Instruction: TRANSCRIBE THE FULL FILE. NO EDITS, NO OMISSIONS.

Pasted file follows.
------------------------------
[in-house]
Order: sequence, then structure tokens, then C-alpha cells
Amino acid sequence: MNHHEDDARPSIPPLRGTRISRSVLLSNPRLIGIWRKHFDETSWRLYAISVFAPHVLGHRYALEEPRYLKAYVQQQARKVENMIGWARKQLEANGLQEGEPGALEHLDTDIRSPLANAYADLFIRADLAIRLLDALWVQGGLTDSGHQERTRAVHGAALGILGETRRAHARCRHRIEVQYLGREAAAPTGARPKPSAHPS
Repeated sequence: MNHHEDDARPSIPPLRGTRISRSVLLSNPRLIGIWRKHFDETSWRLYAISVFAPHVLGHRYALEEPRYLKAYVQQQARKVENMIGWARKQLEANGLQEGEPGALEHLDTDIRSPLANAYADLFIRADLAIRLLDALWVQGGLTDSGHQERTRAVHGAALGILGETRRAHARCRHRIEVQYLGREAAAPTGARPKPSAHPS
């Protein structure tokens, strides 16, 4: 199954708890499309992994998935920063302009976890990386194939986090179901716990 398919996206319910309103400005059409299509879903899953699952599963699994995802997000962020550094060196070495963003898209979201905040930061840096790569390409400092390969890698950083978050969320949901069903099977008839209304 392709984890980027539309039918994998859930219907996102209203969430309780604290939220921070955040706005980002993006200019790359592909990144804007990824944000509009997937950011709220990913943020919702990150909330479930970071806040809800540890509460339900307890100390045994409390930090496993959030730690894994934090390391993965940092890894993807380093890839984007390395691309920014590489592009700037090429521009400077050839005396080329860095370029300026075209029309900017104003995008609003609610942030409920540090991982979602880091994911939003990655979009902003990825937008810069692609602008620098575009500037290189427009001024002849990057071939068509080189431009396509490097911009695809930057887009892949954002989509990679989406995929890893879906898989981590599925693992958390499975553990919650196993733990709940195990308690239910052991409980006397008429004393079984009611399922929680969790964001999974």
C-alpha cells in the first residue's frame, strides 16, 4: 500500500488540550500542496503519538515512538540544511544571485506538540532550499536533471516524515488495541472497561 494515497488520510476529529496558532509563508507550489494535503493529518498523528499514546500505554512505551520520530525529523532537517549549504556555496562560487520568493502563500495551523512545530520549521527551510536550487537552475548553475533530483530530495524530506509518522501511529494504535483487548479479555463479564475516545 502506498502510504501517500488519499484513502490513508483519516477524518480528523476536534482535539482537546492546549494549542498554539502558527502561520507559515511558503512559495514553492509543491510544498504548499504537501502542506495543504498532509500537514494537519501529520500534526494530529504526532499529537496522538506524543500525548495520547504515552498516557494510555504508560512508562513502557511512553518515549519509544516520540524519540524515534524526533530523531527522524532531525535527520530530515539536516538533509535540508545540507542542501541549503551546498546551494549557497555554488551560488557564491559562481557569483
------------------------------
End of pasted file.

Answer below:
[in-house]
Order: sequence, then structure tokens, then C-alpha cells
Amino acid sequence: MNHHEDDARPSIPPLRGTRISRSVLLSNPRLIGIWRKHFDETSWRLYAISVFAPHVLGHRYALEEPRYLKAYVQQQARKVENMIGWARKQLEANGLQEGEPGALEHLDTDIRSPLANAYADLFIRADLAIRLLDALWVQGGLTDSGHQERTRAVHGAALGILGETRRAHARCRHRIEVQYLGREAAAPTGARPKPSAHPS
Repeated sequence: MNHHEDDARPSIPPLRGTRISRSVLLSNPRLIGIWRKHFDETSWRLYAISVFAPHVLGHRYALEEPRYLKAYVQQQARKVENMIGWARKQLEANGLQEGEPGALEHLDTDIRSPLANAYADLFIRADLAIRLLDALWVQGGLTDSGHQERTRAVHGAALGILGETRRAHARCRHRIEVQYLGREAAAPTGARPKPSAHPS
């Protein structure tokens, strides 16, 4: 199954708890499309992994998935920063302009976890990386194939986090179901716990 398919996206319910309103400005059409299509879903899953699952599963699994995802997000962020550094060196070495963003898209979201905040930061840096790569390409400092390969890698950083978050969320949901069903099977008839209304 392709984890980027539309039918994998859930219907996102209203969430309780604290939220921070955040706005980002993006200019790359592909990144804007990824944000509009997937950011709220990913943020919702990150909330479930970071806040809800540890509460339900307890100390045994409390930090496993959030730690894994934090390391993965940092890894993807380093890839984007390395691309920014590489592009700037090429521009400077050839005396080329860095370029300026075209029309900017104003995008609003609610942030409920540090991982979602880091994911939003990655979009902003990825937008810069692609602008620098575009500037290189427009001024002849990057071939068509080189431009396509490097911009695809930057887009892949954002989509990679989406995929890893879906898989981590599925693992958390499975553990919650196993733990709940195990308690239910052991409980006397008429004393079984009611399922929680969790964001999974």
C-alpha cells in the first residue's frame, strides 16, 4: 500500500488540550500542496503519538515512538540544511544571485506538540532550499536533471516524515488495541472497561 494515497488520510476529529496558532509563508507550489494535503493529518498523528499514546500505554512505551520520530525529523532537517549549504556555496562560487520568493502563500495551523512545530520549521527551510536550487537552475548553475533530483530530495524530506509518522501511529494504535483487548479479555463479564475516545 502506498502510504501517500488519499484513502490513508483519516477524518480528523476536534482535539482537546492546549494549542498554539502558527502561520507559515511558503512559495514553492509543491510544498504548499504537501502542506495543504498532509500537514494537519501529520500534526494530529504526532499529537496522538506524543500525548495520547504515552498516557494510555504508560512508562513502557511512553518515549519509544516520540524519540524515534524526533530523531527522524532531525535527520530530515539536516538533509535540508545540507542542501541549503551546498546551494549557497555554488551560488557564491559562481557569483